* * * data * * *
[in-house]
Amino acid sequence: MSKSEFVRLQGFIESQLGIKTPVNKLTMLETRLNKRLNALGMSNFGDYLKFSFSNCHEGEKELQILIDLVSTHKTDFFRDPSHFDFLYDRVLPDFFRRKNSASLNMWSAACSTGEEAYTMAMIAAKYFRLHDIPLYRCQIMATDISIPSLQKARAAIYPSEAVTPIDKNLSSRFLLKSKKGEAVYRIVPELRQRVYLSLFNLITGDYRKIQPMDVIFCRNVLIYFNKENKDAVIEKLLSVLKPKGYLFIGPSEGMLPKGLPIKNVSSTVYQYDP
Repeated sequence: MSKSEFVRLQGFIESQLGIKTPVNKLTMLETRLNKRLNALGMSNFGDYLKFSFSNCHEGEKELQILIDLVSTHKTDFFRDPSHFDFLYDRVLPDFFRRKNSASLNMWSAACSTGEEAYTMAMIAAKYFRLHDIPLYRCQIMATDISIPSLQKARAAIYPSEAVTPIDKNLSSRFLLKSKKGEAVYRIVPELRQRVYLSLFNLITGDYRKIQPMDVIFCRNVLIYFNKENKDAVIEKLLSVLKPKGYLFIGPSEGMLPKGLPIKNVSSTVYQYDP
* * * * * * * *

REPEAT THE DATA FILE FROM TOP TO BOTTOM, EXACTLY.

[in-house]
Amino acid sequence: MSKSEFVRLQGFIESQLGIKTPVNKLTMLETRLNKRLNALGMSNFGDYLKFSFSNCHEGEKELQILIDLVSTHKTDFFRDPSHFDFLYDRVLPDFFRRKNSASLNMWSAACSTGEEAYTMAMIAAKYFRLHDIPLYRCQIMATDISIPSLQKARAAIYPSEAVTPIDKNLSSRFLLKSKKGEAVYRIVPELRQRVYLSLFNLITGDYRKIQPMDVIFCRNVLIYFNKENKDAVIEKLLSVLKPKGYLFIGPSEGMLPKGLPIKNVSSTVYQYDP
Repeated sequence: MSKSEFVRLQGFIESQLGIKTPVNKLTMLETRLNKRLNALGMSNFGDYLKFSFSNCHEGEKELQILIDLVSTHKTDFFRDPSHFDFLYDRVLPDFFRRKNSASLNMWSAACSTGEEAYTMAMIAAKYFRLHDIPLYRCQIMATDISIPSLQKARAAIYPSEAVTPIDKNLSSRFLLKSKKGEAVYRIVPELRQRVYLSLFNLITGDYRKIQPMDVIFCRNVLIYFNKENKDAVIEKLLSVLKPKGYLFIGPSEGMLPKGLPIKNVSSTVYQYDP